Five reasons IT folk buy (or will buy) Microsoft Phones:

Since most of my friends and ex-colleagues work in either IT or networking, gadgetry is a common conversation topic, so I've been conducting a highly unscientific survey in our heavily -oriented culture here in Portugal, asking them why they had bought (or were constantly asking me about) -based smartphones (which they all know I pretty much avoid).

Here are the top 5 reasons I heard this last couple of months:

  • Painless sync with (and now with , OTA).
  • They are (usually) not SIM-locked to any specific operator.
  • They are not crippled in any way (i.e., you can send contacts, appointments, etc. via Bluetooth or IrDA, you're not forced to go through the operator's portal, you can use any audio file as a ringtone, and the UI is not customized - except by , of course).
  • They have MSN Messenger pre-installed.
  • They have an HTML browser that lets them access whatever pages they want.

As data prices drop (or become part of corporate packages, which is a better indicator), more and more people tend to mention OTA syncing and MSN.

And it's interesting to note that not one of them mentioned MMS - for this sort of folk, cameras are useless frills, and images are meant to be sent via e-mail, not "something that mangles them in transit" (their words, not mine - content adaptation to handsets is not something they care for).

Not living in an ivory tower, I wasn't surprised at the above. Nor that MSN was seen as more useful than SMS during office hours, since "everyone has it" (only the other day a story ran in the local papers - actual non-geek, "serious" press - mentioning MSN pretty much dominates the local scene).

The interesting bit for me, however, is not the increased emphasis on connectivity - it's pretty much a given and it's a moving target, as my -oriented buddies tend to ask me more about -enabled PDAs these days.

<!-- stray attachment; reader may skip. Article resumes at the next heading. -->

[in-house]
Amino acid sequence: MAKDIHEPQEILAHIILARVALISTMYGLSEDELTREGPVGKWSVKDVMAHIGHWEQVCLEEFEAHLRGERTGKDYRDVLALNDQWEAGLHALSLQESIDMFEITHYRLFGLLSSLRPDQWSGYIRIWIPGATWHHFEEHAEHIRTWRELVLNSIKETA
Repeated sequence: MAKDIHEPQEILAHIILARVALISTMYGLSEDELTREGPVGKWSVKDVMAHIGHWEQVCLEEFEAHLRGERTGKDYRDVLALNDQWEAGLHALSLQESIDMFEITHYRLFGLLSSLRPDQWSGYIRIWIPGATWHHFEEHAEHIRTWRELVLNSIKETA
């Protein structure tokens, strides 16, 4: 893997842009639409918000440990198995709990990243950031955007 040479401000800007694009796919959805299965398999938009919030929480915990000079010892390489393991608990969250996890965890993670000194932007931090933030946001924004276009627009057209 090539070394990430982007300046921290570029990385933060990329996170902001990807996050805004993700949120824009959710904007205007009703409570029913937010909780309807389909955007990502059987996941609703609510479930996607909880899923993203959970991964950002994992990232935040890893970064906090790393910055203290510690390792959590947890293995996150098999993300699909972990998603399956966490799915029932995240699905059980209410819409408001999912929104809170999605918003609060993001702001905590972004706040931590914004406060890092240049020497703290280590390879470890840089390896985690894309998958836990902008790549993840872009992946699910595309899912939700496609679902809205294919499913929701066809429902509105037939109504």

No, the really interesting part is that sometime around last year (when I was playing around with my , getting my e-mail via Bluetooth and our brand new network), the third reason was the last one - or wasn't mentioned at all.

If I remember correctly, HTML browsing was usually the third topic - now it's pretty much a given, and it's dropped down the ranking. And this past week alone, I've had several mentions of all the topics I've bunched together at third place.

I don't know if it's the competition hopping on the "mobile office" bandwagon (and aggressively advertising phones), the fallout from 3GSM in Cannes or the flurry that precedes CeBit, but there's definitely something there, to the extent that I wonder if this year's emphasis throughout the industry on pushing DRM and adding service-oriented UI customizations to handsets won't play right into 's hands in segments like these.

Realizing that people that I would call savvy users would shun operator-branded handsets using these arguments was kind of depressing - despite the usual FUD around "operator crippling" of handsets (which is often unfounded and publicized with ulterior motives), there are reasons for tuning handset UIs and making it easier for people to access the operator's services. Yes, besides earning a quick cent.

Being a stickler for UI consistency, I actually like picking up a new handset for testing and finding the exact same icon set and menu layout that the last one had. Saves me time and brain cells, and I would think the average user would appreciate that.

Unless, of course, the average user is also coming around to my friends' views...

I guess that time will tell which of us has been assimilated.

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